Monday, October 26, 2020

The Elements of Investing

When it comes to what really works in investing, two of the greats are Burton Malkiel (author of A Random Walk Down Wall Street) and Charles Ellis (author of Winning the Loser’s Game).  They came together to write the short book The Elements of Investing that leaves out “complex details that tend to overwhelm normal people.”  This book is full of excellent ideas that Canadians can apply, although the most detailed advice is U.S.-centric.

The elements of investing the authors chose are save, invest in indexes, diversify, avoid blunders, and keep it simple.  We all know that saving is easier said than done.  I was pleasantly surprised at the practical ideas on saving rather than just preachiness.

“Because they center their thinking on enjoying the benefits of achieving their goals, most savers and most slim people take pleasure in the process of saving and the process of keeping trim.  They do not think in terms of deprivation.”  “You can too.”

For couples, “practice ‘double positive’ shopping”: “agree that nothing gets purchased without both of you saying yes.”

“The only sensible limit on credit card debt is zero.”  “Every month or two, go over your expenditures, including credit card charges.”  Think about whether the purchases were all equally worthwhile, or whether you could easily have done without one of two of them.

The authors consider owning a home to be part of saving.  Under normal circumstances I would agree, but housing prices in big Canadian cities have run away from rent levels.  Parts of the authors’ reasoning about owning a home doesn’t apply in Canada.  “Your bank will not let you borrow more than you can sensibly handle given your income.”  This isn’t true here.  They also point to U.S. mortgage tax deductions which don’t exist in Canada.

The second chapter gives an excellent summary of the case for index investing, without the technical detail.  The authors explain that “The average actively managed mutual fund charges about one percentage point of assets each year for managing the portfolio.”  The case is even stronger in Canada where typical costs are 2% or higher.  These costs build up over an investing lifetime to consume one-third to half of a portfolio.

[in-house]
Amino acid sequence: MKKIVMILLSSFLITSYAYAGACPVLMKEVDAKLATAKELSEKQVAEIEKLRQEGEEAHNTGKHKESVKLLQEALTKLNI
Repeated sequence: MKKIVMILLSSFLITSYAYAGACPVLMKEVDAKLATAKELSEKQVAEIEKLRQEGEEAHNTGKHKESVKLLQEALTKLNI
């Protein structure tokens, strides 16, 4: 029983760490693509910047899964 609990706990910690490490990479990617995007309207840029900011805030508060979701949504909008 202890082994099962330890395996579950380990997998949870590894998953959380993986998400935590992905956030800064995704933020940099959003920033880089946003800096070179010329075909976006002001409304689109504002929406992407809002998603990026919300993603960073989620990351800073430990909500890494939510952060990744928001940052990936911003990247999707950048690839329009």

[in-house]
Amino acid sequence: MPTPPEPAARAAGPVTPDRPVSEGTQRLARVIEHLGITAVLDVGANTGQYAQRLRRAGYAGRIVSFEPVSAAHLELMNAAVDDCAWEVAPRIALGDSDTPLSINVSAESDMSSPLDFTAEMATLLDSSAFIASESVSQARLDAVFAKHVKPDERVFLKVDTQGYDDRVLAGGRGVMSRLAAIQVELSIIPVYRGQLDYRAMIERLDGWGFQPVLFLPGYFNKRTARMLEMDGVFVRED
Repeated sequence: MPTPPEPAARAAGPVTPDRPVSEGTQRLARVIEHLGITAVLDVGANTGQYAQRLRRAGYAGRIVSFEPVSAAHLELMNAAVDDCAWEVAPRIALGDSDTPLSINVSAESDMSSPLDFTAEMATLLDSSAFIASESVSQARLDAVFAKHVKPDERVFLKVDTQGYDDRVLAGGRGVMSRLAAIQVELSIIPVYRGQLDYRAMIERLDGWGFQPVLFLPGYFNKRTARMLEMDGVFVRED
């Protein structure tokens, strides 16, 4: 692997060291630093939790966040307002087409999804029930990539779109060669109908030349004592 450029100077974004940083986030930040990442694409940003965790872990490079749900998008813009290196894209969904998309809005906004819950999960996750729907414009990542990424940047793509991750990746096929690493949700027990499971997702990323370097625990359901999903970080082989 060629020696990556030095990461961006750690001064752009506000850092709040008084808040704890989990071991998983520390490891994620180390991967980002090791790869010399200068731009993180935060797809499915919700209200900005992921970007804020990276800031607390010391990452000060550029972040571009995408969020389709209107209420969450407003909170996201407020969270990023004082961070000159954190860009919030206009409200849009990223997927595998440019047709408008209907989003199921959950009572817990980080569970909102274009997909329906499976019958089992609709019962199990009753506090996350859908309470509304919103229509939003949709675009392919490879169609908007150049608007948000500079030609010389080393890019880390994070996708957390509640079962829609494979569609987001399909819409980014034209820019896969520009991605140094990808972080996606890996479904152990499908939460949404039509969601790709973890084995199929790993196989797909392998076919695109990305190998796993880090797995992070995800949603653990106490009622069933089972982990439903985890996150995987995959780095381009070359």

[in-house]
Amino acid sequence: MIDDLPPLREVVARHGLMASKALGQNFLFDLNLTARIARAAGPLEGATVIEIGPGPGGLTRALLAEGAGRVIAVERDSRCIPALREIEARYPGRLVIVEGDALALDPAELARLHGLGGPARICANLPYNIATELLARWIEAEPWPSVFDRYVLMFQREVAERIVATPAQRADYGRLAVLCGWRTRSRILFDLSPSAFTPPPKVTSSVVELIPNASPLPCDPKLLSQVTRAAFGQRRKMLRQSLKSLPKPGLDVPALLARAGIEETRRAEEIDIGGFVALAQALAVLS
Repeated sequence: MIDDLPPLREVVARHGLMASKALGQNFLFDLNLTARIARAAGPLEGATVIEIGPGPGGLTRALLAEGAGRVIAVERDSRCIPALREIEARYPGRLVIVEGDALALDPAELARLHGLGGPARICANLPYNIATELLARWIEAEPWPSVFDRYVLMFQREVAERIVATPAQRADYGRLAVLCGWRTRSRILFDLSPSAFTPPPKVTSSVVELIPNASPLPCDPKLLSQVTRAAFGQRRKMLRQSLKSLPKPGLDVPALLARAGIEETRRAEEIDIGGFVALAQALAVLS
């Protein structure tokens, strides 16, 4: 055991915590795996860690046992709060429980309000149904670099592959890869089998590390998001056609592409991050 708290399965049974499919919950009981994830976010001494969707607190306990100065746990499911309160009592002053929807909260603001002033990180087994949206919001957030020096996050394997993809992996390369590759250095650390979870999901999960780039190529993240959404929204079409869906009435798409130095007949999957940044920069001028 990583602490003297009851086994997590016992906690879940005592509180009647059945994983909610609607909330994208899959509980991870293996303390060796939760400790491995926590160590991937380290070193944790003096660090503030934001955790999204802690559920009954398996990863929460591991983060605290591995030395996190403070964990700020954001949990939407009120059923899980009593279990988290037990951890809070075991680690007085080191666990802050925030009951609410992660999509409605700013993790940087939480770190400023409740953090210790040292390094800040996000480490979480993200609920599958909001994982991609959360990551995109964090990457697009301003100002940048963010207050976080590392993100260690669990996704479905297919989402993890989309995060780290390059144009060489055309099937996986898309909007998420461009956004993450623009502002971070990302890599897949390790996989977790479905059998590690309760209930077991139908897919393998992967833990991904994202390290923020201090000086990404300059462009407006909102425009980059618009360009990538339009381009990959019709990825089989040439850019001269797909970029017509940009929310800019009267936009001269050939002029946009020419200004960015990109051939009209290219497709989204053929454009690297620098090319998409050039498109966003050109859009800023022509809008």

I liked the explanation of why market forecasters are useless.  “For a market forecaster to be right, the consensus of all others must be wrong and the forecaster must determine in which directionup or downthe market will be moved by changes in the consensus of those same active investors.”

On the subject of asset allocation, the authors make an interesting point about bequests.  “The appropriate allocation for planning bequests should be geared to the age of the recipient, not the age of the donor.”  So, even if you’re 90, the part of your portfolio you’re leaving to your grandchildren should be in stocks.

The authors each offer separate ideas on how your portfolio should become less risky as you age.  Ellis is more aggressive, suggesting still having 30-50% in stocks at age 80.  My own plan based on maintaining 5 years of spending in fixed income is more aggressive than either author, but my plans probably aren’t suitable for most people.

The book contains specific recommendations for mutual funds and exchange-traded funds (ETFs).  Canadians can’t buy U.S. mutual funds, and most Canadians prefer to avoid the currency exchanges necessary to buy ETFs in U.S. dollars.  However, it’s not too hard to find Canadian ETFs that meet the criteria the authors laid out for choosing investments.

Overall, I found this short book contains great investment advice.  I wish I had known these things decades ago before I made many mistakes.  Life is a great teacher but the tuition is very expensive.  This book can save investors a lot of money.


  1. Completely agree. When I was teaching, I used this book as the basis for my lessons on personal finance - yes, we do try to teach personal finance in high school! It was a tough sell for most 16 year old students.

    1. Hi Larry,

      Having tried to teach financial concepts to my own children, I agree about it being a tough sell. If I had this book at the time, it might have helped.